UK manufacturing insolvencies rise 63% in one year | Manufacturing sector

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Bankruptcies in the manufacturing sector have climbed 63% since last year ahead of a wave of business bankruptcies expected this winter in response to rising energy prices, rising interest rates and the drop in order books.

The number of businesses going bankrupt has risen from 893 in 2020-21 to 1,454 in 2021-22, according to insolvency service figures analyzed by accounting firm Mazars.

Many other companies are likely to have voluntarily liquidated their companies before running out of credit and becoming insolvent.

Manufacturing groups have warned that thousands of businesses are on the edge of a financial cliff after dealing with the pandemic, Brexit trade restrictions and, more recently, skills shortages and rising wage bills.

Some businesses’ energy bills are expected to rise by 300-400% in October, when many fixed-price deals are renegotiated.

Make UK, the manufacturing lobby group, said many of its members were struggling to cope with the extra costs of doing business and needed the government to act quickly to stop them from going under.

Annette Dolan, managing director of Bath Aqua Glass, said the bill to run its glass-making furnaces was set to rise in October from £14,000 to £131,000 a year.

Speaking on the BBC’s Today programme, Dolan said she was doing “drastic planning” every night to try to ensure her 17 staff still had a place to work a year from now.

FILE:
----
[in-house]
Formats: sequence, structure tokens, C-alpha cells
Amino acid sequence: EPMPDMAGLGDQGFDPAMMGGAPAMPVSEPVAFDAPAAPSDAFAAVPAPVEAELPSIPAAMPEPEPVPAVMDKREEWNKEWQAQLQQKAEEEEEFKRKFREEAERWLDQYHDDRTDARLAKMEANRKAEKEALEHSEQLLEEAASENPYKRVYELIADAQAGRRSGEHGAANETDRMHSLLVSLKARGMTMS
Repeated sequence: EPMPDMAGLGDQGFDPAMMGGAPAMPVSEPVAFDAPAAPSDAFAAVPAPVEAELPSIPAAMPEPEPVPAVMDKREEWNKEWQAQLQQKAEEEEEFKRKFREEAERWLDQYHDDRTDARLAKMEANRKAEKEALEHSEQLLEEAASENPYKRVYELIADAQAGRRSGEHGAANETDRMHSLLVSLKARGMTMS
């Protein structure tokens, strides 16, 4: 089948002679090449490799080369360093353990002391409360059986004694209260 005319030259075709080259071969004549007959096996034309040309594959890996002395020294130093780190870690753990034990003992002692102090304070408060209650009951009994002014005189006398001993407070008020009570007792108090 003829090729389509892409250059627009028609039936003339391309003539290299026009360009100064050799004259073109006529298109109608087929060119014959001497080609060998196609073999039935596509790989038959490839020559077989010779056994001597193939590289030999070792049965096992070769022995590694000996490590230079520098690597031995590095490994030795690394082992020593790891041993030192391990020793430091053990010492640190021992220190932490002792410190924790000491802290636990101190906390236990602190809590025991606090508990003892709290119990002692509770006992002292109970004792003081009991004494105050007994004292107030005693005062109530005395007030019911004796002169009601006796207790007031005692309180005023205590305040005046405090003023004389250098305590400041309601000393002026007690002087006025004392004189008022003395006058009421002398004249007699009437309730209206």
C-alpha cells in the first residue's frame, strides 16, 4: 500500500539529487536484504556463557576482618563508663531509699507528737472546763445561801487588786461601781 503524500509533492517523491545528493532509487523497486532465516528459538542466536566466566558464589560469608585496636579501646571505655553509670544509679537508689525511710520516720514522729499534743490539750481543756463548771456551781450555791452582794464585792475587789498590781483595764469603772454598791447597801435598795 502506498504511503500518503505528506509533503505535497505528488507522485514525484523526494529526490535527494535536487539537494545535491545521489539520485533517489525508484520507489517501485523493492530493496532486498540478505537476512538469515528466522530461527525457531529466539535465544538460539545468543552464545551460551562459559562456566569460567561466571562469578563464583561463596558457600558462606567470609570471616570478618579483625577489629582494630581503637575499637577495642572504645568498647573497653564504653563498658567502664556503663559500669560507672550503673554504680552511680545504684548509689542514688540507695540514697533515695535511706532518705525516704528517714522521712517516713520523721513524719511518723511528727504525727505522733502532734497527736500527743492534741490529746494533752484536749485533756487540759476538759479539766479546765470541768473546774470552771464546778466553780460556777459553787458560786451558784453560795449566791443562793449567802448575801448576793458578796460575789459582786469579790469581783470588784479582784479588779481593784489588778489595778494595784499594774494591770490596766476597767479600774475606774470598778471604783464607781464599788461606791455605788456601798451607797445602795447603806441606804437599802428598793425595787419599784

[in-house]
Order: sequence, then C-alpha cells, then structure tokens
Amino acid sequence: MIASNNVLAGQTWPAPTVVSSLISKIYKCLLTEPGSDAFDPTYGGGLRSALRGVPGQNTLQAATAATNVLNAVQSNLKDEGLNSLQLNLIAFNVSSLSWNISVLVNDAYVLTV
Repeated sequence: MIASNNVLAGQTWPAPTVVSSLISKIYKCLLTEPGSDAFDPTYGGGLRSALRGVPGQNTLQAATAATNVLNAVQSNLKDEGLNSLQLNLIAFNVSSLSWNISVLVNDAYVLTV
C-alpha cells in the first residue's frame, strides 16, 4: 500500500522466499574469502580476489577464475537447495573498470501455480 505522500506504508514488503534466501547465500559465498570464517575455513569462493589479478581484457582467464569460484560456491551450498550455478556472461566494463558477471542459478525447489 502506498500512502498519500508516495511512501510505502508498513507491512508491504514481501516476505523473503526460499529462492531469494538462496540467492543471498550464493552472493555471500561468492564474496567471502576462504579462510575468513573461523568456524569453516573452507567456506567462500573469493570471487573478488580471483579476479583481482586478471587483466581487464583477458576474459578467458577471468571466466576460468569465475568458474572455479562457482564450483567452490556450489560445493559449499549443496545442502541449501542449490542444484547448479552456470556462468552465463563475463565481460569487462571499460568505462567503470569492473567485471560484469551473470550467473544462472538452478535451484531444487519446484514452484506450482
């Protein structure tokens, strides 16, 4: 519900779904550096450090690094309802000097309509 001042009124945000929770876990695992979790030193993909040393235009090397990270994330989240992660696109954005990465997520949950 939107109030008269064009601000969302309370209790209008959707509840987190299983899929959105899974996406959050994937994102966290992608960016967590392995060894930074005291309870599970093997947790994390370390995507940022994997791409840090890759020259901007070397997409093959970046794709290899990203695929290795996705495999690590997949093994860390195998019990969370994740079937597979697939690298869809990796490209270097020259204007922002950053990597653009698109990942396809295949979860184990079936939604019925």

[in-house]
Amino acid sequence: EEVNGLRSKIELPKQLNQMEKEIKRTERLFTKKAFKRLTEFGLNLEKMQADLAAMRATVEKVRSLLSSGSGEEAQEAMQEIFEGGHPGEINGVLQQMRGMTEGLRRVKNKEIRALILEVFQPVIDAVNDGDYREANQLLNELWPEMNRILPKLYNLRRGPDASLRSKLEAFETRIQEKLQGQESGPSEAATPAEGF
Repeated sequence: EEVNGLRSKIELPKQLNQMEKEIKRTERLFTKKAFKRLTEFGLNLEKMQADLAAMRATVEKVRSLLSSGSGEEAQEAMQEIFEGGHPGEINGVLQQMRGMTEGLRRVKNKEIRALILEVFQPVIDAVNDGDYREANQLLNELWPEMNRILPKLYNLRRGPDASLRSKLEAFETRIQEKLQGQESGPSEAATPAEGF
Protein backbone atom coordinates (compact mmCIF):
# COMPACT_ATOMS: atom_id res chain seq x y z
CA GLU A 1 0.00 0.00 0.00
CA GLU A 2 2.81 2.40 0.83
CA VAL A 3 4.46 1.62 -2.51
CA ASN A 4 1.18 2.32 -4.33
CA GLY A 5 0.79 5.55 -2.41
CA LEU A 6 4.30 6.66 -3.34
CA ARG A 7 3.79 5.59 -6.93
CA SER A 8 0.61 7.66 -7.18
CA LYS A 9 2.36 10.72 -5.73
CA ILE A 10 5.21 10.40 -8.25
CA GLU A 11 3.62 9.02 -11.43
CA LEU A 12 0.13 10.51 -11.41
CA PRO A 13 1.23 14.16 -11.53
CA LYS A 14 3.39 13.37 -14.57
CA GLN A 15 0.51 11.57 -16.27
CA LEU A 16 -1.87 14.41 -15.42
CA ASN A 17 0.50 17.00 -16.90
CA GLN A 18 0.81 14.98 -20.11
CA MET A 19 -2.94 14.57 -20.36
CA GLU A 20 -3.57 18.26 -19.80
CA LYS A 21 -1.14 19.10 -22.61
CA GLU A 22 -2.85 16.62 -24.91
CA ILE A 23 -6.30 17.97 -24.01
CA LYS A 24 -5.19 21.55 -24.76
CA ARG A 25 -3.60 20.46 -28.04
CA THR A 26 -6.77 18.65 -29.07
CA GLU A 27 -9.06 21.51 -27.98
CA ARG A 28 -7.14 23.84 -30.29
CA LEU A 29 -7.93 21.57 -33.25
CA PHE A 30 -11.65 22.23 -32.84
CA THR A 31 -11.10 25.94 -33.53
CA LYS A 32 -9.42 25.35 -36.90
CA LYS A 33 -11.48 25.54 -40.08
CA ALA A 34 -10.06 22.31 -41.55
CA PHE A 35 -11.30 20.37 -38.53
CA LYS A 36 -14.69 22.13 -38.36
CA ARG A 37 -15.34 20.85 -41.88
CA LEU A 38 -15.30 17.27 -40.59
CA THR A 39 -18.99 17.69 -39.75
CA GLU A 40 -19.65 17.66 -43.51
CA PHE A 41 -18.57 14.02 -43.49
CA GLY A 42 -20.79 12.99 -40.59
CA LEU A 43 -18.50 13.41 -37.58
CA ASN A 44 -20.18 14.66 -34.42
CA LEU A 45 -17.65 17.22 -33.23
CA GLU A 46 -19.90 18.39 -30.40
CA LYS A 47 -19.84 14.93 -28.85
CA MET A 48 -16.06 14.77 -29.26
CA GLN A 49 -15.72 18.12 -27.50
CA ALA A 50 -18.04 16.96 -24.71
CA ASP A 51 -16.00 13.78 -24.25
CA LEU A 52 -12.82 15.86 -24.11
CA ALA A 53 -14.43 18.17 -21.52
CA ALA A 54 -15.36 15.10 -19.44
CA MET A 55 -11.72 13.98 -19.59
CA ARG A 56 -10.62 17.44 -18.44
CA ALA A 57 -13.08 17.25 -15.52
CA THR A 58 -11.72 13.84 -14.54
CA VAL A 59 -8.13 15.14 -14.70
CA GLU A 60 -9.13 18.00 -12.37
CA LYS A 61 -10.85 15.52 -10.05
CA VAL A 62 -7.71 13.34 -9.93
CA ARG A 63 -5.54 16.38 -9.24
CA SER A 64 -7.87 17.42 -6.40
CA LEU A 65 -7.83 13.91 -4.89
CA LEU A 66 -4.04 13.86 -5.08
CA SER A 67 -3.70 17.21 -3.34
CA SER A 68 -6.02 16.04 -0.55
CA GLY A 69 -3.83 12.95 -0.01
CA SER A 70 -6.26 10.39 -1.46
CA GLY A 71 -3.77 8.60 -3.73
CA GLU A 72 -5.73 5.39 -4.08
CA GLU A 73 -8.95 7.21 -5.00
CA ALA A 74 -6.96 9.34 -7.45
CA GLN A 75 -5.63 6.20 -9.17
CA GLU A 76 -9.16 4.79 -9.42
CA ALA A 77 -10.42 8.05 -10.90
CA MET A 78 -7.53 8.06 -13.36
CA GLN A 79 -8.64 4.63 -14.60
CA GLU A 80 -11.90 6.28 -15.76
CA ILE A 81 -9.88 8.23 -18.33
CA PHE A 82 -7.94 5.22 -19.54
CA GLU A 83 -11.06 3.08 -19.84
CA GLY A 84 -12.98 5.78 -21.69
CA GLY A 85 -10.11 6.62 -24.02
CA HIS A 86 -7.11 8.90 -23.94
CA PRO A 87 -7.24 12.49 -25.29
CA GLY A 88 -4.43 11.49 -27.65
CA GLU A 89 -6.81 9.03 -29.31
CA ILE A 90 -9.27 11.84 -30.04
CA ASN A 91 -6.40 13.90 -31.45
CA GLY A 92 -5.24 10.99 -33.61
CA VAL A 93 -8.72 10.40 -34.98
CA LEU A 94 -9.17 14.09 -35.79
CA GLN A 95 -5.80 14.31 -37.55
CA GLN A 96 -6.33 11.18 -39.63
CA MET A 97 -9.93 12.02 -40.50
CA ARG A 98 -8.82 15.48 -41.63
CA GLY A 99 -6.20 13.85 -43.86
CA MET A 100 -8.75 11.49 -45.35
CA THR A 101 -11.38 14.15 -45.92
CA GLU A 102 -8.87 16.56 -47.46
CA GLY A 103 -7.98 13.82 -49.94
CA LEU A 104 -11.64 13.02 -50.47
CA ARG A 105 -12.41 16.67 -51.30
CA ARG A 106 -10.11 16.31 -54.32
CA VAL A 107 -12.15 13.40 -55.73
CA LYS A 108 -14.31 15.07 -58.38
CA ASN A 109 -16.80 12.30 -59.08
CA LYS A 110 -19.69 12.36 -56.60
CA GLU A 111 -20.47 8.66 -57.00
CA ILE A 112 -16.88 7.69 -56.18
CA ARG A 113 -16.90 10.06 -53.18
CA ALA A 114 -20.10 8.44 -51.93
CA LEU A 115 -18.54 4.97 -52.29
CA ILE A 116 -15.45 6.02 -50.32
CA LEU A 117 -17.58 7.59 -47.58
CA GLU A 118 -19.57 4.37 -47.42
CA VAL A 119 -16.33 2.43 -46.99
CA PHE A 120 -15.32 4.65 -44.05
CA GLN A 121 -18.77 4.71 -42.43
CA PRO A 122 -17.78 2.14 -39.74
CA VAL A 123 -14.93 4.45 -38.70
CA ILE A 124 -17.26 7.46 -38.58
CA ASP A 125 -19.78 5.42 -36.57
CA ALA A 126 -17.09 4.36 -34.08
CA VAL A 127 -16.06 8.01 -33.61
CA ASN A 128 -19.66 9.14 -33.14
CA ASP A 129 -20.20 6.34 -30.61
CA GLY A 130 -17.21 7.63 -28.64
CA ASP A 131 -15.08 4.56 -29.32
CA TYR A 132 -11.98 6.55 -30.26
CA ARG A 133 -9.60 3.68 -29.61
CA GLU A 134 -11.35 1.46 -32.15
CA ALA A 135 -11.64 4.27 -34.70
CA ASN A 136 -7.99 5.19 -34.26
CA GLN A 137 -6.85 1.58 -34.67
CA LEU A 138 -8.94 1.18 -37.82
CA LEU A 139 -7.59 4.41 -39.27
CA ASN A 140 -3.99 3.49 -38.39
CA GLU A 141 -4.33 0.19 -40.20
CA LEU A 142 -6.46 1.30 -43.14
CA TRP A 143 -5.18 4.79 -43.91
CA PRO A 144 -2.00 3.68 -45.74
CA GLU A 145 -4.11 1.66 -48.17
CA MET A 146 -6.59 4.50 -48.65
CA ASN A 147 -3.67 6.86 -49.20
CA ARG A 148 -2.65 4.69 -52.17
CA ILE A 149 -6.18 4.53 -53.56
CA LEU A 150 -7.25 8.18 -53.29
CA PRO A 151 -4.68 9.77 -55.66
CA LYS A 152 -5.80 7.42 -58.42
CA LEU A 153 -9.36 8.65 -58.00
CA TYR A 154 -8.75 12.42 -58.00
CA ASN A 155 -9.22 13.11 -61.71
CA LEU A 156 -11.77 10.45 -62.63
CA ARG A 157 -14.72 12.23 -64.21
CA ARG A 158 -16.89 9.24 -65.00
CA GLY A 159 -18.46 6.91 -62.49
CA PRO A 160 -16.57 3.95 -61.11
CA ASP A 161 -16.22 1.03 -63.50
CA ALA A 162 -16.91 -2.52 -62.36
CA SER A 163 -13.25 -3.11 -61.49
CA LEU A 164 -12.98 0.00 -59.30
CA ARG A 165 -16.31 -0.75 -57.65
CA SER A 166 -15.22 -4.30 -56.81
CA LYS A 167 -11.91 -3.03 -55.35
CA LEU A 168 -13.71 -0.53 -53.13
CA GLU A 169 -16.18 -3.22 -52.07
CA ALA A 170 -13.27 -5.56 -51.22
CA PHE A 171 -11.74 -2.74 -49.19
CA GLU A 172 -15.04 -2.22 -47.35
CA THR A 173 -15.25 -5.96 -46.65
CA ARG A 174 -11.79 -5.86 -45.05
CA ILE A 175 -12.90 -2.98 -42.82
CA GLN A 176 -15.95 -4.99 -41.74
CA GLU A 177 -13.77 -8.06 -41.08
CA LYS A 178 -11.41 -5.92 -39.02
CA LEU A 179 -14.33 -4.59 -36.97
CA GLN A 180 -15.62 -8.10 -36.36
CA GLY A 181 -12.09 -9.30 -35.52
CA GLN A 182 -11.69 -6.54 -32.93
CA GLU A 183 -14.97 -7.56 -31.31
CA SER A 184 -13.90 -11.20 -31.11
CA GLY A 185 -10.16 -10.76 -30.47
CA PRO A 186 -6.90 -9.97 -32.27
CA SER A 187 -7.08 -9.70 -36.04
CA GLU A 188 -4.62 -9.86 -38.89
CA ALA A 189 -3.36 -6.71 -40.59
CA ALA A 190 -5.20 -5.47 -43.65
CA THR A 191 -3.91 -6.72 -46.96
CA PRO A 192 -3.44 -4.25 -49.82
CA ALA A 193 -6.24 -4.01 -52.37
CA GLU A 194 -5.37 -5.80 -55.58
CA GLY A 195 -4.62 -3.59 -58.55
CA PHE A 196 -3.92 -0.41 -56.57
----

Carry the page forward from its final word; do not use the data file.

“If you told me during Covid that after Covid you’re going to have an energy bill £100,000 more than you’re paying now, I’d say don’t be silly, that’s never going to happen.”

“Uncertainty is the most terrible thing, and uncertainty for the country,” she added.

Mazars said UK manufacturers were struggling to cope with supply chain disruptions as well as inflation, rising interest rates and labor shortages.

Inflation has seen input costs for manufacturers rise significantly, with business energy costs rising by an average of 250% in the first quarter of this year compared to the same quarter in 2021, according to analysts at Cornwall Insight.

Rising interest rates mean that already struggling companies face an increase in the cost of their debt, pushing them into insolvency, said Julien Irving, partner at Mazars.

The Bank of England raised its key rate to 1.75% in August in an attempt to control inflation.

Irving said, “The level of inflation we are currently seeing can be deadly for manufacturers, especially energy costs. Many are inevitably energy-intensive, and such increases in energy prices can have a crippling effect on their ability to operate, especially if that cost cannot be passed on to their customers.

“Rising interest rates also make it harder for companies to cope with spiraling debt costs,” he added.

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